My partner said to me after we walked from the theatre that the hologram, Joi, was the most sympathetic character (I disagreed, for me it was K). My partner wasn’t saying this as a criticism: she very much liked the film. But rather, among a cast of brooding replicants, messianic CEOs, isolated and abandoned children, and cold-blooded assassins, the hologram was the most human.

The hologram extends the questions raised by the first film, by suggesting a non-corporeal being programmed to say ‘everything you want to hear’, still might be sentient. It’s counter-intuitive – she / it can’t be considered ‘real’, surely, if all of her words, all of her actions were part of her programming (think of the capitalist fever dream here: a Wallace product uses his performance bonus to upgrade his Wallace product with another Wallace product. I think they call that ‘vertical integration’).

Yet as The New Yorker magazine argues: “whenever Joi appears, the movie’s imaginative heart begins to race.”

The Joi hologram is perfectly rendered, and the scene between her, Mariette and K in the apartment was an inspired fusion of special effects, acting, and thematic resonance.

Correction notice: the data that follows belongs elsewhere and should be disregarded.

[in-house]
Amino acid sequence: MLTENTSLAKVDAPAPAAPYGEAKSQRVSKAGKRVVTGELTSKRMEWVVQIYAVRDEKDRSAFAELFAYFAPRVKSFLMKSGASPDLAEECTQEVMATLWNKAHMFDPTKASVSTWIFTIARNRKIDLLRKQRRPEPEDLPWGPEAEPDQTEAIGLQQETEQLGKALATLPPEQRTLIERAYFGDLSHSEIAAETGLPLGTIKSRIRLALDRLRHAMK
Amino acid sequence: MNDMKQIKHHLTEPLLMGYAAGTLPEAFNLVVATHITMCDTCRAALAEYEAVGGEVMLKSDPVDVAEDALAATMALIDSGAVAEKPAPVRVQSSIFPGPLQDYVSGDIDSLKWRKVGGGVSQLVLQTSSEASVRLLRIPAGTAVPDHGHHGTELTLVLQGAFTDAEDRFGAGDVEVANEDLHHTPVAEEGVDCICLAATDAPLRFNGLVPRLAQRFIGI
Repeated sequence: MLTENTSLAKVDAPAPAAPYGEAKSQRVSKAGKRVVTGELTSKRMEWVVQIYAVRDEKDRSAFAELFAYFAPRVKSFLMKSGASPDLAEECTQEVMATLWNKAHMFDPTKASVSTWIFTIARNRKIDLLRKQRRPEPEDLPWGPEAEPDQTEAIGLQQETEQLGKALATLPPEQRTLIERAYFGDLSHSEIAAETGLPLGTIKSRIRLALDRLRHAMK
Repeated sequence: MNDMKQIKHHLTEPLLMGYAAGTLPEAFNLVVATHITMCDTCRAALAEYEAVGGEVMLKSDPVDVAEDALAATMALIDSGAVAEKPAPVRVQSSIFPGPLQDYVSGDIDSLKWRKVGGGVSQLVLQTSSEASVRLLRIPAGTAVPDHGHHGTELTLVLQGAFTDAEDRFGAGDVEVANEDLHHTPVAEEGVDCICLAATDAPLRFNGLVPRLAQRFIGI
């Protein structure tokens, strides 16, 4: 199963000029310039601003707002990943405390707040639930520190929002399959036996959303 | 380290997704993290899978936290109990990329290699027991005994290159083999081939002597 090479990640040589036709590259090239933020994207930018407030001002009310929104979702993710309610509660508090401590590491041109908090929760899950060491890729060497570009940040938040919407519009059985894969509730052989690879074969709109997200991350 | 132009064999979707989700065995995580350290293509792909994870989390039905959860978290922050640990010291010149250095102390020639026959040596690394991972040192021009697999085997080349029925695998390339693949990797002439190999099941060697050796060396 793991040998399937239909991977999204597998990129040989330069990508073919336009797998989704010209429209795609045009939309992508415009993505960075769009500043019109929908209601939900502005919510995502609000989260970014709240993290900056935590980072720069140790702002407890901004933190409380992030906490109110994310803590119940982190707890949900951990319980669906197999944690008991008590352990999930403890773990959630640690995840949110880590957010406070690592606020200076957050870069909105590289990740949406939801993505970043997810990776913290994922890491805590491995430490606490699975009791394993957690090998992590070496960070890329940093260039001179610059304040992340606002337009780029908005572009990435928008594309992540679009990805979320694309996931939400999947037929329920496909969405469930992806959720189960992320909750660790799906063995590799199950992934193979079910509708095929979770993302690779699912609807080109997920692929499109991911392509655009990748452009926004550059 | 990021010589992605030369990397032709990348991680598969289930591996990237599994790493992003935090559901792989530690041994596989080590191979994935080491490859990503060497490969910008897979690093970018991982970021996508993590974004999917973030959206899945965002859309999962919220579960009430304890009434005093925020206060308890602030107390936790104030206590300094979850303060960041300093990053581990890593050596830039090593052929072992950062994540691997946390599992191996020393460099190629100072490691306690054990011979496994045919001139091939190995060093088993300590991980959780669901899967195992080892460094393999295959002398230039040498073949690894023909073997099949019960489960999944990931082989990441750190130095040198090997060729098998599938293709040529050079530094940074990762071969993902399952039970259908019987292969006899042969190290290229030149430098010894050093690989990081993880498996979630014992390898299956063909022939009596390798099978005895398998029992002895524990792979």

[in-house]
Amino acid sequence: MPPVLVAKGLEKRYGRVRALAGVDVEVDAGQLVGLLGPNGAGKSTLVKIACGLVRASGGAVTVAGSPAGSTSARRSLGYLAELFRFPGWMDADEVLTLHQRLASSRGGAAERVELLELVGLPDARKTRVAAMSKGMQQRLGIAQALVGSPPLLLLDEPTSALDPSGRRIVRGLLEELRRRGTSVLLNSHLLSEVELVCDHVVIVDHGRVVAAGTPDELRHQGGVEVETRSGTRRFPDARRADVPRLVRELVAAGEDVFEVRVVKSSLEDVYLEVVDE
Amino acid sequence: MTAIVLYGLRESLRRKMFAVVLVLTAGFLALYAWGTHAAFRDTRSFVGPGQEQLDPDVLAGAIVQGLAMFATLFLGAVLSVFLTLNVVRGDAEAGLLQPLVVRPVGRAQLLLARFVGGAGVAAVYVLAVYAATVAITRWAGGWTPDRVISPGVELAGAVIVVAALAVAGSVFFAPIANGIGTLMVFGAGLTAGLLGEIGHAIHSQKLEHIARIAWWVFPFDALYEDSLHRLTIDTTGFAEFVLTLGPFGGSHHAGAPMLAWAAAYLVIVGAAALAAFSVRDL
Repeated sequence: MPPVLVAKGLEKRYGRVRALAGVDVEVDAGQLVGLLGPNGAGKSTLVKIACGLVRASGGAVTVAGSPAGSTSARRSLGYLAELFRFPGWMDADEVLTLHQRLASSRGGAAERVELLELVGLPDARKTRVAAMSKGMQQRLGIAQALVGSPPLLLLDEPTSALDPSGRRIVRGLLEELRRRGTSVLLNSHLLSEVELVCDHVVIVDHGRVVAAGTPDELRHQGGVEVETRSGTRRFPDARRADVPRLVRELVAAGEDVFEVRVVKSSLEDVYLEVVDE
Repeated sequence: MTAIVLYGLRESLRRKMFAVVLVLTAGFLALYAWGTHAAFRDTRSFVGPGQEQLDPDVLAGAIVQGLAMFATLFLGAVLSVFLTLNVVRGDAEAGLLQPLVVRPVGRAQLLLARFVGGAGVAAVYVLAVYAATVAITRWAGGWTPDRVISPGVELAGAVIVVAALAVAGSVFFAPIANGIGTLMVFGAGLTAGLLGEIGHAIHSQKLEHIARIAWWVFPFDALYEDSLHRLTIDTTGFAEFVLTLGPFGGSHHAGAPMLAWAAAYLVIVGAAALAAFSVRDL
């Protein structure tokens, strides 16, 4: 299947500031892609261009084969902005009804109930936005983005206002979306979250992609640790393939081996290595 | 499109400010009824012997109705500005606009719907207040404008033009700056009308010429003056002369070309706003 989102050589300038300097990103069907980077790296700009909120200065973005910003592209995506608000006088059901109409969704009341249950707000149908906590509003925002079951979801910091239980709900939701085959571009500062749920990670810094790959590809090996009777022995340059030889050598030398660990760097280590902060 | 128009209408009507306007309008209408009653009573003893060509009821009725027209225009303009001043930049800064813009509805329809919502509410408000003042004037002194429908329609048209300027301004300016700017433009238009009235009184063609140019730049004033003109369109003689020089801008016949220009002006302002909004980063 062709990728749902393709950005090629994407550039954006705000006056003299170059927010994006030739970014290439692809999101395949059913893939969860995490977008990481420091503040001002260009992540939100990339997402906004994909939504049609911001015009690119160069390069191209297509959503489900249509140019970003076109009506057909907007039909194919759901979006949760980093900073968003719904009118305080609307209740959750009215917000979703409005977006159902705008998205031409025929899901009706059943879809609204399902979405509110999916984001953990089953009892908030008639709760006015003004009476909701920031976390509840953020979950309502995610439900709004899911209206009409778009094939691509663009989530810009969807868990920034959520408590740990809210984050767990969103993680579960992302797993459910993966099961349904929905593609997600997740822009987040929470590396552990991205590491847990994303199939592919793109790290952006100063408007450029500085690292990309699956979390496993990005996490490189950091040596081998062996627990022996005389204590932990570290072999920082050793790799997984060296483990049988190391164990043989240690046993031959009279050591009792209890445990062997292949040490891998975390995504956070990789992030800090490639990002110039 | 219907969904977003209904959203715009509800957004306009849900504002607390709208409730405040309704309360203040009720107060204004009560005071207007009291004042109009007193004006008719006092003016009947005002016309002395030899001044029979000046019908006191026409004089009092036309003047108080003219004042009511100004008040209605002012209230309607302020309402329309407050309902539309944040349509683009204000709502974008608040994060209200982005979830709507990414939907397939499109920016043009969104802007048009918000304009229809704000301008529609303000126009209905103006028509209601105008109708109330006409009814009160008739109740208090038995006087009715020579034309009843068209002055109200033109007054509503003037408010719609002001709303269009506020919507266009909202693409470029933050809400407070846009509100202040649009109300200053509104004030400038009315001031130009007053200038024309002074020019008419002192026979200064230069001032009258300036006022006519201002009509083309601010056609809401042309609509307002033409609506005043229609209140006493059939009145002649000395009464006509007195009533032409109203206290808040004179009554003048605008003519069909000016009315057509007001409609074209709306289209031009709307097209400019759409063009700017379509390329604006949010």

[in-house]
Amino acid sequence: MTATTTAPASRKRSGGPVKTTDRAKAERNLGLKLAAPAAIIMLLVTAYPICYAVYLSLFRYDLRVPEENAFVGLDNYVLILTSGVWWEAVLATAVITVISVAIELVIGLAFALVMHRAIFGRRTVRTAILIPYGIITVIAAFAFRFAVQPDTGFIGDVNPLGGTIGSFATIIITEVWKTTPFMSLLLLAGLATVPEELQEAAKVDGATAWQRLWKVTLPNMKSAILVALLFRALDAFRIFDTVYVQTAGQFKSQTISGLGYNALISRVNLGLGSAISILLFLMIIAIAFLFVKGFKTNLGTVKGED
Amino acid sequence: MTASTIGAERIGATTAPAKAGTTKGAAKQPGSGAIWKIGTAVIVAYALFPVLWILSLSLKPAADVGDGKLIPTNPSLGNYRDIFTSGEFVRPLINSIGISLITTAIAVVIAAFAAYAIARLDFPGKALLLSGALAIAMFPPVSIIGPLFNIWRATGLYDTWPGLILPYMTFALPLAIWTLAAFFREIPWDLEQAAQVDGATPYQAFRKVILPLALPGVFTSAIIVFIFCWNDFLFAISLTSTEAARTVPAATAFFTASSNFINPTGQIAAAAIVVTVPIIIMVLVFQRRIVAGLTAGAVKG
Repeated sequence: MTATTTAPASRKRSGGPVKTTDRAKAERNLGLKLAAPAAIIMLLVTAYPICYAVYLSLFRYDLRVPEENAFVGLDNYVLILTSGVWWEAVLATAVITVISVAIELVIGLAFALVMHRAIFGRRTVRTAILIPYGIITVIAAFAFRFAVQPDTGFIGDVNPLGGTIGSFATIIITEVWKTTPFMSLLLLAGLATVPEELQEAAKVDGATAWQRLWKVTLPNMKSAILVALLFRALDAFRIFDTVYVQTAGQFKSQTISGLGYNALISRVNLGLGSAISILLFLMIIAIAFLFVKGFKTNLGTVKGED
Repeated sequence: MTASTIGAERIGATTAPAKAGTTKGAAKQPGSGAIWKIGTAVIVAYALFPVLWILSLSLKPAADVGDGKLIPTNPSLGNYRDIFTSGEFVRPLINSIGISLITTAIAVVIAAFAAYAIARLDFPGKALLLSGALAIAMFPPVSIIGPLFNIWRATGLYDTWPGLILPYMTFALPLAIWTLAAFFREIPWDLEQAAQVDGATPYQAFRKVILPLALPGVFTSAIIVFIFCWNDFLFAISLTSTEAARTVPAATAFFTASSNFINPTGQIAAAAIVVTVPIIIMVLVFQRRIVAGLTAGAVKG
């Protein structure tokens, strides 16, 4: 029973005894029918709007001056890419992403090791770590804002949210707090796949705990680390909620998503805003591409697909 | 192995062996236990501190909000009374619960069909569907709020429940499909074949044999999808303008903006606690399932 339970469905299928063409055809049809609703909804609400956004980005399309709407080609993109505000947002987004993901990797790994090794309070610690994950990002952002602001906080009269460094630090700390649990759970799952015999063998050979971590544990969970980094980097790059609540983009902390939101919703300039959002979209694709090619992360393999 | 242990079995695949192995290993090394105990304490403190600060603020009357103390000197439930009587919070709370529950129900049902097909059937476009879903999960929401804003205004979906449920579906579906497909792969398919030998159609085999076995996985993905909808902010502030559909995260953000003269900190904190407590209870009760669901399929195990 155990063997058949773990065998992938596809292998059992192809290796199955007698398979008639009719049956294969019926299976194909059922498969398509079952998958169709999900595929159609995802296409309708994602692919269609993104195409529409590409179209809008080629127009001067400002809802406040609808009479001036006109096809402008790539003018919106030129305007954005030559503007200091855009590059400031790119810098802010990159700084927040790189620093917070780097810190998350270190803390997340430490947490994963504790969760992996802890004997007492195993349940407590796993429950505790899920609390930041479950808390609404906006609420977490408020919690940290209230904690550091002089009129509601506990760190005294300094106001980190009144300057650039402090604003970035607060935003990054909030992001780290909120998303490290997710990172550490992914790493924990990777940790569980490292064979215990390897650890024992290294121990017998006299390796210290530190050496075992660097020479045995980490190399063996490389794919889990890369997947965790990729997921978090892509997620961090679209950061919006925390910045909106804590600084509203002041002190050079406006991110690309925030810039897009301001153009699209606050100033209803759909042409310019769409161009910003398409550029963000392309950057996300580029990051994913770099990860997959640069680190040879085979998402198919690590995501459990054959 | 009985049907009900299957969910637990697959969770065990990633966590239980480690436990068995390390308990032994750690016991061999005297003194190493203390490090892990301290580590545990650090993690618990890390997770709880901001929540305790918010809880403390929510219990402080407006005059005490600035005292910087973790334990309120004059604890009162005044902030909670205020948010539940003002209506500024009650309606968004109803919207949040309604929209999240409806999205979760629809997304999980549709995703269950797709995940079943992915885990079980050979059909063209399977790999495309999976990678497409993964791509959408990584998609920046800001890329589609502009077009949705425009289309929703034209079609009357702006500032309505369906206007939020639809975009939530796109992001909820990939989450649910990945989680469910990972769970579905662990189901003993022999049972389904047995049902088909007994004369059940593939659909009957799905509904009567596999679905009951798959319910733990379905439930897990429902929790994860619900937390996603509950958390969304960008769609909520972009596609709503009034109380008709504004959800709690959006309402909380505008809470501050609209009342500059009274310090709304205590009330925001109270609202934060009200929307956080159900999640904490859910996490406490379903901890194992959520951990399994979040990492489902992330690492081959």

Blade Runner has many moments of the sublime: the Mariette/Joi/K love-making is just one of them. K’s entry into Vegas is another; as is the Nabokov Pale fire test, and the giant hologram Joi reaching out to K. There are many.

However, I don’t believe any of the dialogue comes close to the ‘tears in rain’ speech. In general, I did not find the dialogue as powerful as the first film (caveat: I had trouble hearing conversation in parts, as it was drowned out by the soundscape, my view may change once I’ve seen it with closed captioning), and one or two of the scenes with Wallace underwhelmed. I’ve expanded on these criticisms (and refuted others) in Part 4 of this article.